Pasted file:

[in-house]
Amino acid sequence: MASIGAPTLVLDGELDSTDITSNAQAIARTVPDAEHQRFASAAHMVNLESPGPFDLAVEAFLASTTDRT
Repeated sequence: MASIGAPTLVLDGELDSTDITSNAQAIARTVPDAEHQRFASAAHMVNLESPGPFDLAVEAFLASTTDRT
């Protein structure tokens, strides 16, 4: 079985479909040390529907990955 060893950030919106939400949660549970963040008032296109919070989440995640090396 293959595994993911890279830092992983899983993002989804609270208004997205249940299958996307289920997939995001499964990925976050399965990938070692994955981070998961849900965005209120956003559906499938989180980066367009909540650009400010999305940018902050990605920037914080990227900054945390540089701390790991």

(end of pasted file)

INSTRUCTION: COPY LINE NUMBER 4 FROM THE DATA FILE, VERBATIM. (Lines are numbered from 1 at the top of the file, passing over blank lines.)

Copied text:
């Protein structure tokens, strides 16, 4: 079985479909040390529907990955 060893950030919106939400949660549970963040008032296109919070989440995640090396 293959595994993911890279830092992983899983993002989804609270208004997205249940299958996307289920997939995001499964990925976050399965990938070692994955981070998961849900965005209120956003559906499938989180980066367009909540650009400010999305940018902050990605920037914080990227900054945390540089701390790991």